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Market Focus: Building & Construction

July 13, 1999

10 Min Read
Market Focus:  Building & Construction

As the following articles show, many injection molded parts in the building and construction market are small. Here, however, is one of the largest you'll find. It's a tank used in many Brazilian homes for storing drinking water. The tanks, in 500- to 1000-liter capacities, are molded in high-density polyethylene on Uniloy-Springfield structural foam machines, which can produce up to 50 tanks per hour. The plastic tanks are longer lasting, more hygienic, lighter in weight, and easier to install than the previously used concrete tanks.

Divining secrets and detecting trends in the housing market is a bit like reading tea leaves. What are the indicators that the market is sagging, rising, or hitting a plateau? Here are some clues: Housing starts for the first four months of 1999 are ahead of last year's pace, and the seasonally adjusted annual rate for this year beat 1998 by 2 percent (see Table 1). Money spent on residential repairs and improvements rose in 1998 by just 1 percent over the 1997 total of more than $118 billion.

The Freedonia Group (Cleveland, OH) predicts relatively mild 3 percent annual growth in injection molding construction demand through 2006 (Table 2). The company says pipe fittings present the best opportunity for this market, while plumbing fixtures, shower heads, faucet and shower handles, and lighting fixture diffusers are expected to grow at a slower pace.

Building and construction markets are typically dominated by extruded products, such as window stripping and vinyl siding. But molded offerings are making some headway with introductions such as the eco-shake shingle from Re-New Wood (Wagoner, OK), which is molded from recycled PVC and wood filler. Nailite International (Miami, FL) also offers a line of molded wood-like shake for exteriors, which is finding favor in severe weather locations.

Resin usage figures for 1997 from SPI indicate that ABS and SAN are popular in exterior products for weatherability (235 million lb), while polystyrene for indoor molded products rang in at 499 million lb. Other prominent resins include PVC, chlorinated PVC (CPVC), and ASA.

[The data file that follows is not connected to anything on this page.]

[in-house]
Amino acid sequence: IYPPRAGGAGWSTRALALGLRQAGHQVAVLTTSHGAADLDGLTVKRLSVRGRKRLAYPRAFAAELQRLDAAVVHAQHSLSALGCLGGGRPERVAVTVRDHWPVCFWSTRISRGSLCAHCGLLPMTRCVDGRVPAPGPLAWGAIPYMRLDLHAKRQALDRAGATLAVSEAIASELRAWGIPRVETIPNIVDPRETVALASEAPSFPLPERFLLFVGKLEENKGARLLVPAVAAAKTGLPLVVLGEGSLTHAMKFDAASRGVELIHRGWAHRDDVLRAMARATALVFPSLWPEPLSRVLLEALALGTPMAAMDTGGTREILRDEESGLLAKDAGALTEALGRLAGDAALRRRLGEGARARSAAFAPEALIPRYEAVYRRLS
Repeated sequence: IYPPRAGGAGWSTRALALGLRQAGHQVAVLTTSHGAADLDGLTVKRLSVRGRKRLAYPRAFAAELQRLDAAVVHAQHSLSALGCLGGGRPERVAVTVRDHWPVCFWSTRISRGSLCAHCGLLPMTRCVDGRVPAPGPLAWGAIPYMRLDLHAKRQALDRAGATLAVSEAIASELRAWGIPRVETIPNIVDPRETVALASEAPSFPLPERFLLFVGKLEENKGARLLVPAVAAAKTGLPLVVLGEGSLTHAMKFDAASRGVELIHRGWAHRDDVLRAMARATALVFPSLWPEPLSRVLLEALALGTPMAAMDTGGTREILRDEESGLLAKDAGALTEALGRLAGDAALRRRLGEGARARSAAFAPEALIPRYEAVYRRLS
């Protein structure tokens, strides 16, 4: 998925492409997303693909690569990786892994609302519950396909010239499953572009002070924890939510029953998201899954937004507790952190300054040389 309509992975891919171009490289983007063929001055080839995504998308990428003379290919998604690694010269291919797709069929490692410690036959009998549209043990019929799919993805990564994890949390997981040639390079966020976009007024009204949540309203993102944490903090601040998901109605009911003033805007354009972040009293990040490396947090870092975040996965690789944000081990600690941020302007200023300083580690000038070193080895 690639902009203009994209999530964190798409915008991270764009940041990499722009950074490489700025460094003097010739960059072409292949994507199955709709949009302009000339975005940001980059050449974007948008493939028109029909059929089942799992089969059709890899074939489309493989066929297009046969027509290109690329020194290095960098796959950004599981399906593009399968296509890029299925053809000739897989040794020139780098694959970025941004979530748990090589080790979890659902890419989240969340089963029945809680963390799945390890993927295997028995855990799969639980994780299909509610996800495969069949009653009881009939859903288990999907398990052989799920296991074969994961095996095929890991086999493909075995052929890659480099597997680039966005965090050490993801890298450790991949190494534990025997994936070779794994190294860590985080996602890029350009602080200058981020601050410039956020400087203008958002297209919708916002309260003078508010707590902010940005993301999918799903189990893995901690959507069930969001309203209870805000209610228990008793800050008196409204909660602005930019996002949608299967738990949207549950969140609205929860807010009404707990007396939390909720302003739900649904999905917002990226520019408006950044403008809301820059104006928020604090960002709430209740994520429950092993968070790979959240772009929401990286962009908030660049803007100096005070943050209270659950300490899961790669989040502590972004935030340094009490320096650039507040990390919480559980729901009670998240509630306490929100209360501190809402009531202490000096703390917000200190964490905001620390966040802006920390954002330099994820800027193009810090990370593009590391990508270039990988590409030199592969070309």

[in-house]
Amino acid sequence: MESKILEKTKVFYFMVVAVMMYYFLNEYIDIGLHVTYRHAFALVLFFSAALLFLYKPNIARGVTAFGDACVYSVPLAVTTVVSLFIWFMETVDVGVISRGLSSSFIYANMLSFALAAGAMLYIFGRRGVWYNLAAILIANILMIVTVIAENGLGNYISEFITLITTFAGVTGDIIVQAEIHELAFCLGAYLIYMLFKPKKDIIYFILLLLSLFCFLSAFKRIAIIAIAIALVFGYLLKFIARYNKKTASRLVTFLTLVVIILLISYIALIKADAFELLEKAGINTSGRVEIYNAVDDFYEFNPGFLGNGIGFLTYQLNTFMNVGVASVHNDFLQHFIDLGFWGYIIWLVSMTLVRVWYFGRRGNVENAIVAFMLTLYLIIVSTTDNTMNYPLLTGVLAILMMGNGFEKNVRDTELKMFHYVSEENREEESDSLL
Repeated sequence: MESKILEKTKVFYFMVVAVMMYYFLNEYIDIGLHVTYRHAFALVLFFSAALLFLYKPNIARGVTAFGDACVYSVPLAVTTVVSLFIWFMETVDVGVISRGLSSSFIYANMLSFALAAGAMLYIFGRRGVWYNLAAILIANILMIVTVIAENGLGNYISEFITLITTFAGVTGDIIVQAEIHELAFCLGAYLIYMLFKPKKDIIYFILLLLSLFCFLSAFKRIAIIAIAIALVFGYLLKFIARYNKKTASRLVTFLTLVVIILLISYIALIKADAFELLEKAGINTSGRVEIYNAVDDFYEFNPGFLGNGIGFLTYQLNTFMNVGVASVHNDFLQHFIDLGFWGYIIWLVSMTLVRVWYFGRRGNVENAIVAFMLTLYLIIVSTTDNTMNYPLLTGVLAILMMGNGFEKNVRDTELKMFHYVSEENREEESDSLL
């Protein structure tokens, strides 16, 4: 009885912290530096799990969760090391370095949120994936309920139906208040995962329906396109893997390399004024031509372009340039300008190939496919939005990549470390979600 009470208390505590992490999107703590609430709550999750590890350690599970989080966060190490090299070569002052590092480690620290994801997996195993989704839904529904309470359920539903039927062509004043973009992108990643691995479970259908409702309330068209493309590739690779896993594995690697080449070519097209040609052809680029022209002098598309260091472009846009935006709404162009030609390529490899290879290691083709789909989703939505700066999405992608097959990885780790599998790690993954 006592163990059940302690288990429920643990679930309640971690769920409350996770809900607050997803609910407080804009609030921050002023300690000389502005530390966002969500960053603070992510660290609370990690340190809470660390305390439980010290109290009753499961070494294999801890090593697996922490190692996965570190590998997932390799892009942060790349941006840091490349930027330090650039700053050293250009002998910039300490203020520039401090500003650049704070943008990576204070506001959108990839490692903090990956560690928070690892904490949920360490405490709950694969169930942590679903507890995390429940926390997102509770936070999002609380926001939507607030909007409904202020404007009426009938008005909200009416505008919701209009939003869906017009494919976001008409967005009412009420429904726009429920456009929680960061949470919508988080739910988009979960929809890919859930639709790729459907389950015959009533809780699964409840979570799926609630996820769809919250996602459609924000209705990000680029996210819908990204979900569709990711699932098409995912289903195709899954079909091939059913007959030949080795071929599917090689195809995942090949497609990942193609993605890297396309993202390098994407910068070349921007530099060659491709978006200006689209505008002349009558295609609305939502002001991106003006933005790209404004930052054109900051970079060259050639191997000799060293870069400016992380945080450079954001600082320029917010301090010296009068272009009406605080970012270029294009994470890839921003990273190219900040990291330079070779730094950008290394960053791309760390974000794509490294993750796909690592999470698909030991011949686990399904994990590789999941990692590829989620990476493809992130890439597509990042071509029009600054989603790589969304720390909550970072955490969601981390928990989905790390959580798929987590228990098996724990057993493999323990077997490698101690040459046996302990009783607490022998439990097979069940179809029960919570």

The TempRite division of BFGoodrich (Cleveland) produces extrusion and molding grades of CPVC. Customers use it to mold transition fittings-tees and elbows-for plumbing systems that compete with copper for hot and cold potable water systems in residential and commercial building. "We're fortunate because we provide a new material that replaces a traditional one," says Roy Harris, senior marketing manager. "Rather than relying on increases in housing starts, our growth comes from winning market share from copper pipe." In the '90s, TempRite has seen double digit growth. The CPVC system eliminates corrosion and the need for welding, along with the associated fire hazard. "In areas such as Florida we have taken over the market," Harris says.

TempRite customers also mold fittings and connectors for hotel and motel fire sprinklers. "The system requires insert molded fittings and connectors to adapt the sprinkler head into the CPVC piping," he adds, "and the plumbing system needs elbows or tees to allow pipe to be routed around the room." Fittings are connected to pipe via a solvent cement joining method.

Talc-filled PP enhances colorful window corners
The E-Z Corner is a patented window corner injection molded by Advanced Plastics Mfg. Inc. to match window trim and siding on houses. Produced in almost 300 colors, the corners have to withstand sun and weather exposure. Sold via retail outlets such as Home Depot, Lowes, and Menards, the E-Z Corner has doubled its sales every year for the past three years.